Shot on iPhone, forgotten forever

25 Apr 2020 • 6 min read

To put it mildly, it’s been a weird time for everyone recently. I was due to fly home to London for a visit in April, but because my Mum is in a high risk category, I’d be in quarantine for as long as the trip was originally booked for, and we needed to cancel the trip. Even if we lived next door we wouldn’t be able to visit now, but not being allowed to see her in London, or my wife’s parents in New Zealand, it makes us all feel a little further than we are. Our saving grace in all this? Mia’s Moments, our family WhatsApp group.

I’ve taken more pictures in my daughter’s first year than I have in the 5 parent free years before that. Every first and every fall is faithfully captured, and sent with a caption to Mia’s Moments. Her first day. Her first bath. Her first giggle. A steadily growing timeline of her life, which during this time of isolation, has been our fallback for family connection. With this group no one is missing out, and no group is closer than the other. In the best possible way, we’re all just at an arm’s length.

In the chat we’ve talked about how lucky we are to capture and share moments like this so easily, and how different it was when we were kids. With film cameras, each picture had a mix of uncertainty and anticipation waiting for it to be developed. They had to be more selective about what moments were worth capturing, and having to pay to get them developed also created a sense of occasion. We used burst mode to capture Mia eating her first birthday cake. A disposable Kodak only had 27 chances to capture the entire day.

Something I’ve always loved about film though; it has the useful physical prompt to make you more likely to do something with it. To frame it somewhere, stick it on the fridge, or slip into a laminated photo album with a shorthand for the memory — “Dom, 4 months old, with Uncle Joe. Marsh Green”. Displayed in the hallway of your home, put on the mantelpiece, or on the dresser by your bed — you’re able to bring a memory into a place you want it to be remembered and relived, so it’s not forgotten.

Mia’s Moments is the closest ritual we have for flicking through a photo album, but it’s more to dip in and out of than a way to cement them as memories, or to externalise them from our phones and into the home. What we all love about it, though, is that we can just scroll through it to feel close to each other. A shared family highlight reel. I find myself going through these images of Mia regularly, exhausted on the couch in front of something shit on Netflix, and often think about how nice a private curated stream would be for other groups of people and moments in my life.

My photos are not in a place to make this easy — I’ve got nearly 20 thousand images on my phone, which makes it impossible to seperate something that is genuinely nostalgic from the sea of noise. My iCloud Library, with all it’s metadata and history of my travel, has no easy way to quickly curate and share something with people I’m thinking of. Lockdown or not, the thought of retroactively organising something I’ve been so mindless about feels too big to be worthwhile. Thousands of images spread over years in different cities, different jobs, and different social circles. Not exactly a tupperware drawer I konmari my way out of.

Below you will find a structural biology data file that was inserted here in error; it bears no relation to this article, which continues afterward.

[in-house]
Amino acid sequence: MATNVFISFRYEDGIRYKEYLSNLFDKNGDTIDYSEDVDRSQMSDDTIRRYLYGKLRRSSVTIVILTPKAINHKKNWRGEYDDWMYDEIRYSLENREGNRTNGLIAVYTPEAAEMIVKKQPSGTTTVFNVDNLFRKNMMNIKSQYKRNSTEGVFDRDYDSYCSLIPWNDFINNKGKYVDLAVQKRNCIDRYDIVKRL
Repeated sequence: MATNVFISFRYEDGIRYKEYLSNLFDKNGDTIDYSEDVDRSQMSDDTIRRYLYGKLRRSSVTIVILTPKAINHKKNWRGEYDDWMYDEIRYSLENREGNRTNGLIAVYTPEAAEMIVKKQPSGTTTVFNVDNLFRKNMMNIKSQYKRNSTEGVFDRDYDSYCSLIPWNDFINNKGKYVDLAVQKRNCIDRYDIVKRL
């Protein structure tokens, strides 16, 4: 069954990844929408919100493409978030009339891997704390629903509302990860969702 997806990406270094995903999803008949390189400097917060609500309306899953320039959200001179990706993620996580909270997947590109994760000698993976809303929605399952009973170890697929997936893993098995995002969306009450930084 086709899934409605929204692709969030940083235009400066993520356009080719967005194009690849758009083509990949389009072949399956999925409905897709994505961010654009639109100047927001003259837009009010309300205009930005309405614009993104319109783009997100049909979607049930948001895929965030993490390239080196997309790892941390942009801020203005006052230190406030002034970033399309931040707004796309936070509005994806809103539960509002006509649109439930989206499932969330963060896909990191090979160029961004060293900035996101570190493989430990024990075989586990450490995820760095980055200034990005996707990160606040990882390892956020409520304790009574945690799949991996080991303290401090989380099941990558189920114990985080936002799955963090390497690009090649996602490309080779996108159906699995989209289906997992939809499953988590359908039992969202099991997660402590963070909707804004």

I think part of why we take so many pictures is there’s a tiny comfort in capturing a moment, even if it is an illusion of preserving it in memory. Colourful manhole covers in Japan, taken on a walk with friends in Hakuba. An ornate ferry token in New Zealand, during a trip for someone’s 30th. A picture of a pint from a trip home with a close mate in London — these are all moments I’d love to remember and relive, but have quickly faded from memory as soon as I’ve taken them and locked my phone.

Faded memories from Japan, Sydney and New Zealand

While some I could print and frame somewhere, there is a finite amount of space in my home to put them. What I’d find more valuable is being able to surface pictures of certain people and moments in my photos when I want to, or when would be meaningful to be reminded of them. The problem with this is my iPhone is completely unaware of the emotional context of my pictures and the people in them. Is that an ex, or an old school friend? A reunion, or a Monday? My first picture with someone, or my last?

I think there’s a small but meaningful change adding a “People” tab to the Photos app, and connecting it to other Apple services. My closest friends live in London and New York, and we’ve got an iMessage group that must be nearly 10 years old, and is still active almost daily. The People tab could easily group photos of us through that group (the same way it does on the newer share options). It could show me the photos and memories we have together, and be a way to surface those natively in iMessage, or a path to FaceTime them directly from a memory in Photos.

At an exhibition with close friends visiting a Cooper Hewitt exhibition in New York
At an exhibition with close friends visiting a Cooper Hewitt exhibition in New York

Having this kind of memory assistant to keep me connected to people I care about would also help me with the emotional labour staying connected can sometimes feel like, especially in times like this. Whilst I wait for technology to magically solve this for me, there are some blunter ways I might be able to fold this into individual practice. I could set a weekly reminder to go through images I’ve taken each week, to tag people and the missing context just outside of the frame. Create a location based shortcut to intentionally select highlights on my commute (whenever that’s a thing again). Share more moments in posts like these. Maybe private blog posts just for closest friends. This all might prove to be more work than it’s worth. For now at least, I have Mia’s Moments.